Microbial secretion of siderophores for iron uptake can be employed as an efficient strategy to smuggle in bactericidal agents by conjugation to iron. Three iron complexes: complex 1 [Fe(L1)2]Cl2 L1 = 3-(pyridin-2-yl)dipyrido[3,2-a:2′,3′-c]phenazine (pydppz or ligand 1), complex 2 [Fe(BHA)(L2)Cl]Cl·H20 (BHA = benzohydroxamate) L2 = pyrenyl-dipicolylamine (pydpa or ligand 2) and complex 3 [Fe(BHA)(L3)Cl]Cl·H20 L3 = phenyl-dipicolylamine (phdpa or ligand 3) were synthesized. The ligands were docked for binding to DNA and DNA polymerase I. The antibacterial efficacy of the iron complexes were evaluated against three pathogenic bacteria - Staphylococcus aureus (MRSA), Escherichia coli and Pseudomonas aeruginosa as well as cytotoxicity assessed in C2C12 mouse myoblast cells. In silico docking and molecular dynamic simulations of the ligands revealed stable and non-specific binding to DNA and DNA polymerase I, in the order: L1 > L2 > L3. The bactericidal effect of the iron complexes against MRSA predominantly occurred by bacterial DNA fragmentation as analyzed from gel electrophoresis and comet assay. The extent of DNA damage followed the order: complex 1 > complex 2 > complex 3, in commensurate with docking. Siderophore production elicited preferential bactericidal action of the iron complexes against MRSA. Both, complex 1 and complex 2 were 5-10 fold less toxic in C2C12 cells compared to MRSA. Taken together, a combination of DNA targeting and siderophore mimicking ligands conjugated to iron can be deployed as Trojan horse for the entry of antimicrobials into pathogenic bacteria. Thus, DNA targeting antimicrobials offer a promising solution to persistent bacterial infections. Their selectivity towards microbes can be promoted via siderophore uptake pathways.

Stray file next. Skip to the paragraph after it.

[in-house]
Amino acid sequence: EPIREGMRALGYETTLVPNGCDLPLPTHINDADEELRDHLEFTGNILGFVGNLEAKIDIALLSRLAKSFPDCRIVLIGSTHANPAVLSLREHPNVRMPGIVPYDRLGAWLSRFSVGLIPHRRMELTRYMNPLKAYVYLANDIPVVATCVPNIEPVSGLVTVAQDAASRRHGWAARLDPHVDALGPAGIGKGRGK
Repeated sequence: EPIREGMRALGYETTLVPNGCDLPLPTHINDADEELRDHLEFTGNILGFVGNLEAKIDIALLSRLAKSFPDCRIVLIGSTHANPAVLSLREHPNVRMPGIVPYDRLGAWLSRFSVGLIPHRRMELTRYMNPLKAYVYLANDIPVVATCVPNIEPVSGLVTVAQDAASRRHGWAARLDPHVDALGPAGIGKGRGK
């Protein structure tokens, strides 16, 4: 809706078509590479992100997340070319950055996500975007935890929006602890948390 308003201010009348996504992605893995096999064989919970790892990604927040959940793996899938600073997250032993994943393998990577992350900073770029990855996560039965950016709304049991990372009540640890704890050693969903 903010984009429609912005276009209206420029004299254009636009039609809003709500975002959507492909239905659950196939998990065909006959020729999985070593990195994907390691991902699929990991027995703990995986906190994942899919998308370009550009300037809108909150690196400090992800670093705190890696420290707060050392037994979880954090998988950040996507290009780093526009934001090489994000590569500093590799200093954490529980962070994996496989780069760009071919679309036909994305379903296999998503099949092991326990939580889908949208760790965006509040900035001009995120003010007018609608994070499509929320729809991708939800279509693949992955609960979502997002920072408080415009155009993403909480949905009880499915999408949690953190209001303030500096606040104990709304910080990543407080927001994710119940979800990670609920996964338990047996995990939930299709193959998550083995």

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© The Royal Society of Chemistry 2016.
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